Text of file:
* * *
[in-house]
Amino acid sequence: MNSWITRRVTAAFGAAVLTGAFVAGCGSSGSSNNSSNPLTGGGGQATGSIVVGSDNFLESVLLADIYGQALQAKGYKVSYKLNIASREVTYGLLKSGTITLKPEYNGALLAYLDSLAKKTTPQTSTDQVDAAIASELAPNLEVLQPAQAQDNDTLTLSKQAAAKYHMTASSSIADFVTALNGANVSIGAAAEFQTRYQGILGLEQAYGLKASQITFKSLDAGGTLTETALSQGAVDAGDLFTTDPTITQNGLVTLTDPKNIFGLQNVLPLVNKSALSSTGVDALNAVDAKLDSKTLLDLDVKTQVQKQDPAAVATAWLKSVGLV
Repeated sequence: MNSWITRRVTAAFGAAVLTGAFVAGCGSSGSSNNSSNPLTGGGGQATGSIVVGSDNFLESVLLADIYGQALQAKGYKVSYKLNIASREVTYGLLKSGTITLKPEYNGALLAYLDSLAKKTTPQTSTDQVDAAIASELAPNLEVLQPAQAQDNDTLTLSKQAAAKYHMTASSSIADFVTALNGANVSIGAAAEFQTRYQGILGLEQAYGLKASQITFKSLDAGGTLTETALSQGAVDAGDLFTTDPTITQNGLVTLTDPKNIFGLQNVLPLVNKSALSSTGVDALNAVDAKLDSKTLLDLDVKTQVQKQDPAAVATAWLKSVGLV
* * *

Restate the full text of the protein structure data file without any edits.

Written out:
[in-house]
Amino acid sequence: MNSWITRRVTAAFGAAVLTGAFVAGCGSSGSSNNSSNPLTGGGGQATGSIVVGSDNFLESVLLADIYGQALQAKGYKVSYKLNIASREVTYGLLKSGTITLKPEYNGALLAYLDSLAKKTTPQTSTDQVDAAIASELAPNLEVLQPAQAQDNDTLTLSKQAAAKYHMTASSSIADFVTALNGANVSIGAAAEFQTRYQGILGLEQAYGLKASQITFKSLDAGGTLTETALSQGAVDAGDLFTTDPTITQNGLVTLTDPKNIFGLQNVLPLVNKSALSSTGVDALNAVDAKLDSKTLLDLDVKTQVQKQDPAAVATAWLKSVGLV
Repeated sequence: MNSWITRRVTAAFGAAVLTGAFVAGCGSSGSSNNSSNPLTGGGGQATGSIVVGSDNFLESVLLADIYGQALQAKGYKVSYKLNIASREVTYGLLKSGTITLKPEYNGALLAYLDSLAKKTTPQTSTDQVDAAIASELAPNLEVLQPAQAQDNDTLTLSKQAAAKYHMTASSSIADFVTALNGANVSIGAAAEFQTRYQGILGLEQAYGLKASQITFKSLDAGGTLTETALSQGAVDAGDLFTTDPTITQNGLVTLTDPKNIFGLQNVLPLVNKSALSSTGVDALNAVDAKLDSKTLLDLDVKTQVQKQDPAAVATAWLKSVGLV